Adoption is not a passport to an Indigenous community

Opinion: At the core of Joseph Boyden’s essay on his identity is the ‘tried and tired’ idea of adoption as passport

A few family photos of the author Darcy Lindberg's mother and father, provided by the author.

Two family photos of Darcy Lindberg’s brother, his mother, and his father, as provided by the author.

Darcy Lindberg is an âpihtawkosisân nehiyaw/mixed-rooted Plains Cree person, a recovering practicing lawyer and doctoral student at the University of Victoria.

My father married into an Indigenous family. My mother carried within her the blood-memory and lived experience of a nehiyaw iskwew, a Cree woman, growing up in Saskatchewan and Alberta in the ‘50s, ’60s and ’70s. My father’s primarily Swedish-Canadian roots were hard to dismiss in his physical stature; his blue eyes and blonde hair would betray any claim otherwise.

My father’s marriage meant he assumed relational obligations familiar to the Cree side of my family. That meant, along with the responsibilities of providing for my immediate family, he and my mother were obliged to welcome all of our family into our house and shelter and feed them—no matter how distant the relation. Sometimes this meant extended stays lasting weeks and months by cousins, aunties and uncles. It also meant that he entered a system of reciprocity where the exchange of things was based on need rather than ownership. I later came to recognize this as gifting, a central practice that is formalized in our ceremonies. It also meant that he became a nista, or brother-in-law, bringing its own set of requirements as a new brother to my uncles (including being the receiver of endless teasing). Growing up, I thought these were merely family characteristics. It is only after I was removed from the immediacy of these family spaces that I recognized their Creeness.

Strictly by lineage, my father was also Indigenous, though he never claimed this through his actions, nor proclaimed it through his words. Aside from his three Swedish-Canadian grandparents, his paternal grandmother was Metis. Her roots diverged into Cree, French, Anishinaabe and Iroquois communities. He was untroubled by a lack of recognition of Indigenous identity, he was who he was. He grew up Swedish-Canadian, and adopted his obligations as part of a Cree family when he wed my mother at age 18. There was one exception: when my father passed away in 2002, my uncle fulfilled one of his wishes by placing moccasins on his feet at his wake, to provide him with a softer walk in the next world.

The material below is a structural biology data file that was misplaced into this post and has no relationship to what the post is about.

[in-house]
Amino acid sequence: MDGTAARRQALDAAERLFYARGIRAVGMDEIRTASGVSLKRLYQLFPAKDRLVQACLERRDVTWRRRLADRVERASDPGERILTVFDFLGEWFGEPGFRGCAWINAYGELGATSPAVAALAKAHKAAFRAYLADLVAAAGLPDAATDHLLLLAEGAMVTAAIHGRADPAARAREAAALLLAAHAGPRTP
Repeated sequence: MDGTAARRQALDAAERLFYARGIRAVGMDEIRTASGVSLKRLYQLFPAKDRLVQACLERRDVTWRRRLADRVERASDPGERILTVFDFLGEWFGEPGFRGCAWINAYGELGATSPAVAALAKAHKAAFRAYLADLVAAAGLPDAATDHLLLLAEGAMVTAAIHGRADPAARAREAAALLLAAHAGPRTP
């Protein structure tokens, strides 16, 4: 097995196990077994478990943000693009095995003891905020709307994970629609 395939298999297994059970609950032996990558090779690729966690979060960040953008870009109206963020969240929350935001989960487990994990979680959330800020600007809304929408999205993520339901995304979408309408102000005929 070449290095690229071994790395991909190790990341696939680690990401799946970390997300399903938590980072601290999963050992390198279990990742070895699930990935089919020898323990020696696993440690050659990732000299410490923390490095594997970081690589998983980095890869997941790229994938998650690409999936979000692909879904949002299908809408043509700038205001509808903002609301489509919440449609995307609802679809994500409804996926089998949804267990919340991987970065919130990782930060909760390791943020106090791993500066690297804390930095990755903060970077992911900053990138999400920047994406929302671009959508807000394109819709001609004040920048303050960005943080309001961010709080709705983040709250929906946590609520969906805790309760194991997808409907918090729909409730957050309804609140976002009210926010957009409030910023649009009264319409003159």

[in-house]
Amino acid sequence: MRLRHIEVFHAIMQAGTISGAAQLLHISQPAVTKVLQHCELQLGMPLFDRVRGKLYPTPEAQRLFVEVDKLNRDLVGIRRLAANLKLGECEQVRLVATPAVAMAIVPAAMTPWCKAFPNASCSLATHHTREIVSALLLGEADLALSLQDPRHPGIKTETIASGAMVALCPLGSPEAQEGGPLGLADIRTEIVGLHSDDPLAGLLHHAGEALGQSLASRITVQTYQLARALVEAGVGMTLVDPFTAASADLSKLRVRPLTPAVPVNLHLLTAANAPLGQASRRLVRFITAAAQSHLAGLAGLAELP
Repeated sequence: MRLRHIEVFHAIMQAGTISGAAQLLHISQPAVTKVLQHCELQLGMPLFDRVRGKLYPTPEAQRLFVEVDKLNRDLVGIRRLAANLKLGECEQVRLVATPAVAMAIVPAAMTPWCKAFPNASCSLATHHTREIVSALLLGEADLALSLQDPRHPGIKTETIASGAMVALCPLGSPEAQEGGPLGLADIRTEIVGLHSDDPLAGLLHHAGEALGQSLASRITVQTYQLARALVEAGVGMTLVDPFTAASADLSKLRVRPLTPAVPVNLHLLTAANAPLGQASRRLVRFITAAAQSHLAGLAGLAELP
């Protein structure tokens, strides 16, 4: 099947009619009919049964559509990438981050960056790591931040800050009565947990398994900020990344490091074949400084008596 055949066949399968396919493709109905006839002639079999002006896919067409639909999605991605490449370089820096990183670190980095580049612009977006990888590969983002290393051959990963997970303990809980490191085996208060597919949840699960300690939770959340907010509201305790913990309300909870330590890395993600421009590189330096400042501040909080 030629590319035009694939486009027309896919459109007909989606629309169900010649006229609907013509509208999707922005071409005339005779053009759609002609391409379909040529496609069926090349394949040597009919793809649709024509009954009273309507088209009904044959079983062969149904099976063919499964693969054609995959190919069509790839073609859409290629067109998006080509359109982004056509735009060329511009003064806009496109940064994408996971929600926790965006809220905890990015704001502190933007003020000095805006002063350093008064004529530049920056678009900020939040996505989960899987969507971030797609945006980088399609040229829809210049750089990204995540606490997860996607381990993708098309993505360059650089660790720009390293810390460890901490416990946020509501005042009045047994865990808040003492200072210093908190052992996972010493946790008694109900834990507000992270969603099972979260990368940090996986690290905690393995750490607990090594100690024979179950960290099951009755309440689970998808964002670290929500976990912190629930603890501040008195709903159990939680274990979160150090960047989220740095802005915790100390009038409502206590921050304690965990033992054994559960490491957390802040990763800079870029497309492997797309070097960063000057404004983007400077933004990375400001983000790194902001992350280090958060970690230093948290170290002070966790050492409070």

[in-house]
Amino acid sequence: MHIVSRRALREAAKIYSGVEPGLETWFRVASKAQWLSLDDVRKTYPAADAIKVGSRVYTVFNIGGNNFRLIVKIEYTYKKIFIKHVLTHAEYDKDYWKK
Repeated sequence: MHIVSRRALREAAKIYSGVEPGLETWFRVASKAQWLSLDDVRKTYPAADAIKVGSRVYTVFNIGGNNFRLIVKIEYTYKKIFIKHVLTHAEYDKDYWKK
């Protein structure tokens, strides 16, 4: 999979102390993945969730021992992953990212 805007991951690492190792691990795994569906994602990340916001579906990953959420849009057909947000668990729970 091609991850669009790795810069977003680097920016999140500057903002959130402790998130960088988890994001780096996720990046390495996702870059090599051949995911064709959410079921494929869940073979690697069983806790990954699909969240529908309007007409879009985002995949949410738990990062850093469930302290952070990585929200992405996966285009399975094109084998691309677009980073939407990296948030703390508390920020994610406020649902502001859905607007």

I consider my dad’s experiences when I think about Indigenous identities, and the power that comes in claiming it. In an essay in this magazine by Joseph Boyden—the author who has come under fire over whether or not he is from or is part of an Indigenous community—he reflected upon the very public questions of his claimed Indigenous identity. “If I am accepted by people in Indigenous communities,” he wrote, “if I have been traditionally adopted by a number of people in Indigenous communities, if my DNA test shows I have Indigenous blood, if I have engaged my whole career in publicly defending Indigenous rights as well as using my public recognition as an author to shine light on Indigenous issues, am I not, in some way, Indigenous?”

For me, this raises questions of what it means to be adopted into a community. In Boyden’s most recent piece, he talks about his “traditional adoption” into Cree and Ojibwe families. I agree with his assertion that there are obligations and responsibilities that come with these relations.

But such obligations and responsibilities are also part of a legal order, where kinship ties bring upon very specific obligations particular to the society they are founded in. To be adopted both into Cree and Ojibwe communities means separate obligations and rights for each. These obligations exist and have always existed for Indigenous community members. The reality is that for even the Indigenous person, learning and living these obligations for one community is a lifetime journey; this is part of the reason for our respect of the old ones. Creeness (or nehiyawiwin) isn’t simply being able to give away or to tease, but provides a system of legal principles that guides us. While Indigenous legal orders have personalities that can differ from the Canadian common law system, they provide Indigenous nations with similar methods to seek fairness, accountability and justice within their societies. Kinship obligations are significant parts of these Indigenous legal orders. And as a Cree person, I know that even I will not be on this earth long enough to learn all of these legal principles; a sense of identity comes along the path of this long journey.

This is, of course, Joseph Boyden’s private journey, to be shared with those communities or families who have adopted them. They will hold him to account for his membership, and to teach and remind him of his responsibilities.